On May 4, U.S. Immigration and Customs Enforcement announced that employers have an additional 30 days to bring their I-9s into full compliance after the July 31 sunset of the COVID-19 flexibilities policy.
The end of the remote flexibilities policy also means that, for any employee hired on or after Aug. 1, employers must complete a physical inspection of the documents presented for the I-9 process, even if the company is 100% remote.
Since March 2020, employers have been temporarily exempt from the physical inspection requirement of remote employees' documents required for the I-9 process. The policy required that employers undertake a physical inspection of the affected employees' I-9 documents when those employees return to in-person work on a "regular, consistent, or predictable" basis or when ICE terminates the remote inspection policy, whichever is sooner.
Note: Employers who availed themselves of the remote option were instructed to provide written documentation of their remote onboarding and telework policy for each employee. Per the government, this burden rested solely with employers.
For employers who have already initiated a return to office on a regular basis, even for part of their workforce, the remote flexibilities granted by ICE's policy no longer apply, and employees onboarded remotely since April 1, 2021, need to have their Section 2 documents physically reinspected by an authorized representative.
For the past two years, many employers may have operated under the mistaken assumption that they could remotely inspect documents presented by all new employees, regardless of whether they had some employees reporting into an office on a regular basis.
To the extent that they have not yet done so, employers should begin physically reinspecting Section 2 documents for employees who report into the office on a regular basis as soon as possible. These verifications must be completed no later than Aug. 30, based on ICE's announcement.
Employers should also consider whether they should reverify documents for the part of the workforce hired since April 1, 2021, if physical document reviews were not completed, as discussed below.
Next Steps for Employers
Employers should take the following actions to ensure I-9 compliance by the Aug. 30 deadline.
Identify Noncompliant I-9s and Conduct Any Outstanding Physical Inspections Before Aug. 30
Update Form I-9 for each affected employee by annotating the "Additional Information" box located in Section 2 of the form, as follows:
- Once the documents have been physically inspected, the employer should add "documents physically examined" with the date of inspection to the Section 2 additional information field on the Form I-9, or to Section 3 as appropriate. The notation should indicate both when remote inspection was completed and when the employee's documents were physically inspected, as well as include the initials of the authorized representative who completed the physical document inspection.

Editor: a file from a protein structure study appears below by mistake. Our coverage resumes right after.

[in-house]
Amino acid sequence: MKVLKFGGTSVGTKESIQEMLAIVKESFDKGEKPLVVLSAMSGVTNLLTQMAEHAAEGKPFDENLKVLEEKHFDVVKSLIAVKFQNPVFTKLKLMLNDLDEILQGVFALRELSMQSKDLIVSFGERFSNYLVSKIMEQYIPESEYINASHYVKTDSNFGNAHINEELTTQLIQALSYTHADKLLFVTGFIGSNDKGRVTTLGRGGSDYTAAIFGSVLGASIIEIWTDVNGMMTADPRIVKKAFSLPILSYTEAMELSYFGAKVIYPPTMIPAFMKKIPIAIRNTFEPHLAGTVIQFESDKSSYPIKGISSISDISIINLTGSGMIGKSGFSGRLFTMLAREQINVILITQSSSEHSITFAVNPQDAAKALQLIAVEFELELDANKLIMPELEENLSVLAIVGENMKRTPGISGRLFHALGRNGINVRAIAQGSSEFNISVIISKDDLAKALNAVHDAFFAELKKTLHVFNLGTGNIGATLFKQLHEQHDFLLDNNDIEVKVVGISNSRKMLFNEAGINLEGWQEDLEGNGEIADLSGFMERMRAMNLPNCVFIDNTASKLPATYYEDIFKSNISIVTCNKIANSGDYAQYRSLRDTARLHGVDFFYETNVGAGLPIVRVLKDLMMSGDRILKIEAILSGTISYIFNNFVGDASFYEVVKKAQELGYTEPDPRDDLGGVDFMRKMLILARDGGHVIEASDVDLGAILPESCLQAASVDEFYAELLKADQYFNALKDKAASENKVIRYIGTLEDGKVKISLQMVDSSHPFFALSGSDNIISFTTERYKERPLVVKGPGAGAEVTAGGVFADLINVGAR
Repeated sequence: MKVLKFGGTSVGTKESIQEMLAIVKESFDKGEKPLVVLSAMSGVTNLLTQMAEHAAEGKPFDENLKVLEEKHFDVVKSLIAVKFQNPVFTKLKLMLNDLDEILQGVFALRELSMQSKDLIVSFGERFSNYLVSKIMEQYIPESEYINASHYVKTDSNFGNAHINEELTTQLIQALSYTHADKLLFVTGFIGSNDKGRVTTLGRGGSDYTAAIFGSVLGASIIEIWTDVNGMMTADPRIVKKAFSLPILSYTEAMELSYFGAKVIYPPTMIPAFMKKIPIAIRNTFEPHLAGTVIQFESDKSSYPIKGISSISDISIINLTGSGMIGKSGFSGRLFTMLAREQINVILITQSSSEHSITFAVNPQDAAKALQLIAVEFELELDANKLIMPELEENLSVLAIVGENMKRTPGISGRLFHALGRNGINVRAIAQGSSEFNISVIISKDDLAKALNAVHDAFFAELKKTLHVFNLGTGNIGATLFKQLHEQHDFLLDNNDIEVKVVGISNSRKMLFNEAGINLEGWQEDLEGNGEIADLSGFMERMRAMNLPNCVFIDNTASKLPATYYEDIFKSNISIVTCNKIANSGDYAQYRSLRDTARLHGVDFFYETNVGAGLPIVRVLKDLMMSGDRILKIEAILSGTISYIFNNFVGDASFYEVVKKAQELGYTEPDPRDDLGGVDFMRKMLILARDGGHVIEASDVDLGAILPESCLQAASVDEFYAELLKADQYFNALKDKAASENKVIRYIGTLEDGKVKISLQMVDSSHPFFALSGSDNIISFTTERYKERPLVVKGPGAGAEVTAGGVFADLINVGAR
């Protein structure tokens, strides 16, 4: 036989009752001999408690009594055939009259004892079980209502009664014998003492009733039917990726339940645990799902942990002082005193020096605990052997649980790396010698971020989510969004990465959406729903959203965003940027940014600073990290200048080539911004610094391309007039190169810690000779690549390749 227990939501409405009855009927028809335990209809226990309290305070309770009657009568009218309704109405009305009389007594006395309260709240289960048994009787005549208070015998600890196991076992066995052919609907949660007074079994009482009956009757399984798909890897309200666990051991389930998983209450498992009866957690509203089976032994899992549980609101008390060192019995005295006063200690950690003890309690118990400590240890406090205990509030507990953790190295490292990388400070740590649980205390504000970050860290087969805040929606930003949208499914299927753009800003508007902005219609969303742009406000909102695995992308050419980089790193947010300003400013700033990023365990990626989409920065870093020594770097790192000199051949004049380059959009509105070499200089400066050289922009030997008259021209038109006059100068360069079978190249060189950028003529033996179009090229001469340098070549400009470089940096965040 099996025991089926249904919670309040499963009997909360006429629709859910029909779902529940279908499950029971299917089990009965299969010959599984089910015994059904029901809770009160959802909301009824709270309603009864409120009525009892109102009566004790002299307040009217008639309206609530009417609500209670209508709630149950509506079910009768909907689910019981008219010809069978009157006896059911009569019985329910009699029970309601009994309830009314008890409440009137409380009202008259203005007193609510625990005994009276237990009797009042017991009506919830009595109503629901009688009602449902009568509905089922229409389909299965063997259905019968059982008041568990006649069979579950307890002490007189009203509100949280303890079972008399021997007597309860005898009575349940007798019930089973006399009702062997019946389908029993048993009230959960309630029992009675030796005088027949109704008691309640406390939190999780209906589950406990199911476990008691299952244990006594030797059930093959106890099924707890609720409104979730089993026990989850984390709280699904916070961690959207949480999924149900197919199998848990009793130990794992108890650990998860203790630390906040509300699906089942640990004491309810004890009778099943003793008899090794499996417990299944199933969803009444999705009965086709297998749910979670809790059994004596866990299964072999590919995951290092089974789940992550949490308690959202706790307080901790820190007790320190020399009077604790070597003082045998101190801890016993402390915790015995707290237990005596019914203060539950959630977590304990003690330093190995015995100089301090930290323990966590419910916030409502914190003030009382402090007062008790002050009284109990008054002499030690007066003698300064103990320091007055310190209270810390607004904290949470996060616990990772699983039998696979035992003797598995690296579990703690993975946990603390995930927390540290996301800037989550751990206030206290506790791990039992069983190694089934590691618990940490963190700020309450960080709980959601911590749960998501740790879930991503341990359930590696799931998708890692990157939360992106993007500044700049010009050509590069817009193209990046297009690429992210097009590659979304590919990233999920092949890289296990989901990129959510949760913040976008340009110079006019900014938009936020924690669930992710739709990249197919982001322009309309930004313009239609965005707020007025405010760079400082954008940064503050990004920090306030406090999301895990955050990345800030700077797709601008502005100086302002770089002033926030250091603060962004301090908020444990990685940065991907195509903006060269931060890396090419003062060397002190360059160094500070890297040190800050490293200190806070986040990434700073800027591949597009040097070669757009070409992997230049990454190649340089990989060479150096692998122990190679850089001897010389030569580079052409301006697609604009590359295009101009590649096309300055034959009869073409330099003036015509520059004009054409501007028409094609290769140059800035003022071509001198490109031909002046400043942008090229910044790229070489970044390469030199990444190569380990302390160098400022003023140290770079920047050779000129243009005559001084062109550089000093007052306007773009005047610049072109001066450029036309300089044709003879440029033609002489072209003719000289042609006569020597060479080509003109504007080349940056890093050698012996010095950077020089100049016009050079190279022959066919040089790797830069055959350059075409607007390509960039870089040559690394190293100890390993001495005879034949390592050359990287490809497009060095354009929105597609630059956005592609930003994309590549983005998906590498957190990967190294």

- U.S. Citizenship and Immigration Services has recently issued updated FAQs providing examples of how to annotate the additional information field on the I-9 form. Don't forget to include any I-9s that were reverified while the remote flexibilities policy was in effect. These should also be annotated in the additional information field.
Prepare an I-9 Memo for Any Uninspected Employee Documents
Employers should create a memo to the I-9 file for any employees whose documents cannot be physically inspected by the Aug. 30 deadline — such as when the employee's employment ended prior to the physical inspection of the I-9 documents — or for whom the I-9 was not properly completed during remote inspection.
The memorandum may be brief, but should detail the employee's remote-work status at the time of hire, when and how the employer remotely verified their identity and employment eligibility documents, when the employee's documents are being physically inspected, any changes in the documents or status or, in the alternative, why they could not be reinspected.
Resume Physical Inspection of I-9 Documents as Soon as Possible — but No Later Than Aug. 1
Starting Aug. 1, employers are required to inspect physical documents for all employees regardless of their remote or hybrid work status. For fully remote employees, employers may take one of several approaches to complete physical verification.
ICE has confirmed that anyone the employer designates may be an authorized representative completing Section 2 and the physical document inspection. This could include:
- A member of the employee's household;
- A designated agent, like a notary; or
- A third-party agency hired by the employer.
The employer will remain liable for errors or omissions on the form, regardless of who completes it. Employers who use this verification method should prepare instructions for their designees, and be available to answer questions from the agent during the verification process.
Employers should also review the completed I-9 as soon as possible so that any errors can be corrected before the employee's fourth day of employment, thereby reducing any potential liability.
As a reminder, Section 1 of the I-9 must be completed and signed by the employee no later than the first day of employment. The list of acceptable documents should be provided to the employee at that time so that the employee can select either one List A document that establishes both identity and employment eligibility, or a combination of a List B identity and List C employment eligibility documents.